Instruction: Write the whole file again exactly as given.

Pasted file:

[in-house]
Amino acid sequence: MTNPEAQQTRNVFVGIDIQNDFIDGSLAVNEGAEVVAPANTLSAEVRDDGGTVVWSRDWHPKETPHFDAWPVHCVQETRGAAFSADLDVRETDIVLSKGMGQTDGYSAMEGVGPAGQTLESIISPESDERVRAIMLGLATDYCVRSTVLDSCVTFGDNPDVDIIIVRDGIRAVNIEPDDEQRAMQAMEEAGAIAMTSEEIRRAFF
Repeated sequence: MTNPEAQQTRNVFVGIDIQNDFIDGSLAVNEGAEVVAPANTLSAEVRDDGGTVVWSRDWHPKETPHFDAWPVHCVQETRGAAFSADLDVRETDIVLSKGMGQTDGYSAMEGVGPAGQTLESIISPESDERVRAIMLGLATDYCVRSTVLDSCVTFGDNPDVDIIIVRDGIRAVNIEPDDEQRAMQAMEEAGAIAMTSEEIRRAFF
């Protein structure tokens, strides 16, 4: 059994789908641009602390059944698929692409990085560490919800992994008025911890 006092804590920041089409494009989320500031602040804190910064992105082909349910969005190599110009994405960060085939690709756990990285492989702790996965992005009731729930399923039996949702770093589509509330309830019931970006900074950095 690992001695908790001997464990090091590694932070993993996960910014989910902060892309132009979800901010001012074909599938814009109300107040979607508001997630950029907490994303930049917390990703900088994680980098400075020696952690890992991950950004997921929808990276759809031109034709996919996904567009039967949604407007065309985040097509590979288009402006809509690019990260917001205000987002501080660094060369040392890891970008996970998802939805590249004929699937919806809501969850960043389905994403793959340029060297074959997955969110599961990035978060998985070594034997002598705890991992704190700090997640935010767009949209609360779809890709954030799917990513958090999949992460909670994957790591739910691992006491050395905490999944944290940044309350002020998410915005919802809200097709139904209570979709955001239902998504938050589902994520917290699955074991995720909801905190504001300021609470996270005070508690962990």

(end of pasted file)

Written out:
[in-house]
Amino acid sequence: MTNPEAQQTRNVFVGIDIQNDFIDGSLAVNEGAEVVAPANTLSAEVRDDGGTVVWSRDWHPKETPHFDAWPVHCVQETRGAAFSADLDVRETDIVLSKGMGQTDGYSAMEGVGPAGQTLESIISPESDERVRAIMLGLATDYCVRSTVLDSCVTFGDNPDVDIIIVRDGIRAVNIEPDDEQRAMQAMEEAGAIAMTSEEIRRAFF
Repeated sequence: MTNPEAQQTRNVFVGIDIQNDFIDGSLAVNEGAEVVAPANTLSAEVRDDGGTVVWSRDWHPKETPHFDAWPVHCVQETRGAAFSADLDVRETDIVLSKGMGQTDGYSAMEGVGPAGQTLESIISPESDERVRAIMLGLATDYCVRSTVLDSCVTFGDNPDVDIIIVRDGIRAVNIEPDDEQRAMQAMEEAGAIAMTSEEIRRAFF
């Protein structure tokens, strides 16, 4: 059994789908641009602390059944698929692409990085560490919800992994008025911890 006092804590920041089409494009989320500031602040804190910064992105082909349910969005190599110009994405960060085939690709756990990285492989702790996965992005009731729930399923039996949702770093589509509330309830019931970006900074950095 690992001695908790001997464990090091590694932070993993996960910014989910902060892309132009979800901010001012074909599938814009109300107040979607508001997630950029907490994303930049917390990703900088994680980098400075020696952690890992991950950004997921929808990276759809031109034709996919996904567009039967949604407007065309985040097509590979288009402006809509690019990260917001205000987002501080660094060369040392890891970008996970998802939805590249004929699937919806809501969850960043389905994403793959340029060297074959997955969110599961990035978060998985070594034997002598705890991992704190700090997640935010767009949209609360779809890709954030799917990513958090999949992460909670994957790591739910691992006491050395905490999944944290940044309350002020998410915005919802809200097709139904209570979709955001239902998504938050589902994520917290699955074991995720909801905190504001300021609470996270005070508690962990």